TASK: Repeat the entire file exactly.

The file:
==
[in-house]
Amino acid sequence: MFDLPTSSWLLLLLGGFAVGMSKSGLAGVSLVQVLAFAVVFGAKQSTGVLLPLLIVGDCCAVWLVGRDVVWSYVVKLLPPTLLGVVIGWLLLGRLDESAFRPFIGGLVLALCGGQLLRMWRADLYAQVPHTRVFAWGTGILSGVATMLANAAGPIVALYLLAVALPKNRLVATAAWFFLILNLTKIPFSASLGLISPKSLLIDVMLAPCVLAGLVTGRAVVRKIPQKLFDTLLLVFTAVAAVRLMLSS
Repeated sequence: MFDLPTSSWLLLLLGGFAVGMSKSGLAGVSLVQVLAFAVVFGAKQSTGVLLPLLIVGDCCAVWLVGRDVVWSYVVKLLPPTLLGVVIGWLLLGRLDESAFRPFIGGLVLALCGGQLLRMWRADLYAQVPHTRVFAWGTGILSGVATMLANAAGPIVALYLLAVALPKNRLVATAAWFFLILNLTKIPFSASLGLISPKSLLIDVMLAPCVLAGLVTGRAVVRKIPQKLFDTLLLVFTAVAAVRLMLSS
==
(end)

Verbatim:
[in-house]
Amino acid sequence: MFDLPTSSWLLLLLGGFAVGMSKSGLAGVSLVQVLAFAVVFGAKQSTGVLLPLLIVGDCCAVWLVGRDVVWSYVVKLLPPTLLGVVIGWLLLGRLDESAFRPFIGGLVLALCGGQLLRMWRADLYAQVPHTRVFAWGTGILSGVATMLANAAGPIVALYLLAVALPKNRLVATAAWFFLILNLTKIPFSASLGLISPKSLLIDVMLAPCVLAGLVTGRAVVRKIPQKLFDTLLLVFTAVAAVRLMLSS
Repeated sequence: MFDLPTSSWLLLLLGGFAVGMSKSGLAGVSLVQVLAFAVVFGAKQSTGVLLPLLIVGDCCAVWLVGRDVVWSYVVKLLPPTLLGVVIGWLLLGRLDESAFRPFIGGLVLALCGGQLLRMWRADLYAQVPHTRVFAWGTGILSGVATMLANAAGPIVALYLLAVALPKNRLVATAAWFFLILNLTKIPFSASLGLISPKSLLIDVMLAPCVLAGLVTGRAVVRKIPQKLFDTLLLVFTAVAAVRLMLSS